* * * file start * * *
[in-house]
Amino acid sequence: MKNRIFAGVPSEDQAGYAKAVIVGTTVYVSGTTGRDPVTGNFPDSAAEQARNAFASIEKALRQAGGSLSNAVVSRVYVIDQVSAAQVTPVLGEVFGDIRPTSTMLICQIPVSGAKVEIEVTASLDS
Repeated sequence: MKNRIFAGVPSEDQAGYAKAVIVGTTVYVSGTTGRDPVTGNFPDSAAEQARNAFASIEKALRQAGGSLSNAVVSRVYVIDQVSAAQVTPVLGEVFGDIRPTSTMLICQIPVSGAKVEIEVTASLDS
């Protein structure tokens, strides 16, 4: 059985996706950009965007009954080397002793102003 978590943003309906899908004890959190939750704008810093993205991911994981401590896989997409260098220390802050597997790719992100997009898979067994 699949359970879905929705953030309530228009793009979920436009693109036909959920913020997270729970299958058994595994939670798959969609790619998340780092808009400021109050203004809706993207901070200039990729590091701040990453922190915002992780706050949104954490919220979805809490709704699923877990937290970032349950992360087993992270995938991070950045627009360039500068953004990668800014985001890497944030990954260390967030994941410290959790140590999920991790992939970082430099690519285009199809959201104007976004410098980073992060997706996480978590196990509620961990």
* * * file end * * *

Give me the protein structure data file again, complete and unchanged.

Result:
[in-house]
Amino acid sequence: MKNRIFAGVPSEDQAGYAKAVIVGTTVYVSGTTGRDPVTGNFPDSAAEQARNAFASIEKALRQAGGSLSNAVVSRVYVIDQVSAAQVTPVLGEVFGDIRPTSTMLICQIPVSGAKVEIEVTASLDS
Repeated sequence: MKNRIFAGVPSEDQAGYAKAVIVGTTVYVSGTTGRDPVTGNFPDSAAEQARNAFASIEKALRQAGGSLSNAVVSRVYVIDQVSAAQVTPVLGEVFGDIRPTSTMLICQIPVSGAKVEIEVTASLDS
């Protein structure tokens, strides 16, 4: 059985996706950009965007009954080397002793102003 978590943003309906899908004890959190939750704008810093993205991911994981401590896989997409260098220390802050597997790719992100997009898979067994 699949359970879905929705953030309530228009793009979920436009693109036909959920913020997270729970299958058994595994939670798959969609790619998340780092808009400021109050203004809706993207901070200039990729590091701040990453922190915002992780706050949104954490919220979805809490709704699923877990937290970032349950992360087993992270995938991070950045627009360039500068953004990668800014985001890497944030990954260390967030994941410290959790140590999920991790992939970082430099690519285009199809959201104007976004410098980073992060997706996480978590196990509620961990």